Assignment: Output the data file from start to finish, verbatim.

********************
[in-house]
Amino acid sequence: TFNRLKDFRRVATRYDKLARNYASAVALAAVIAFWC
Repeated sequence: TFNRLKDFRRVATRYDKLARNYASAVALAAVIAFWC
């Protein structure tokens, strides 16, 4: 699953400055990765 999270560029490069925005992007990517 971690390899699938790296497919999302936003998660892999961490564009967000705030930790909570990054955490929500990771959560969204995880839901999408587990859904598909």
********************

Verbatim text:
[in-house]
Amino acid sequence: TFNRLKDFRRVATRYDKLARNYASAVALAAVIAFWC
Repeated sequence: TFNRLKDFRRVATRYDKLARNYASAVALAAVIAFWC
């Protein structure tokens, strides 16, 4: 699953400055990765 999270560029490069925005992007990517 971690390899699938790296497919999302936003998660892999961490564009967000705030930790909570990054955490929500990771959560969204995880839901999408587990859904598909």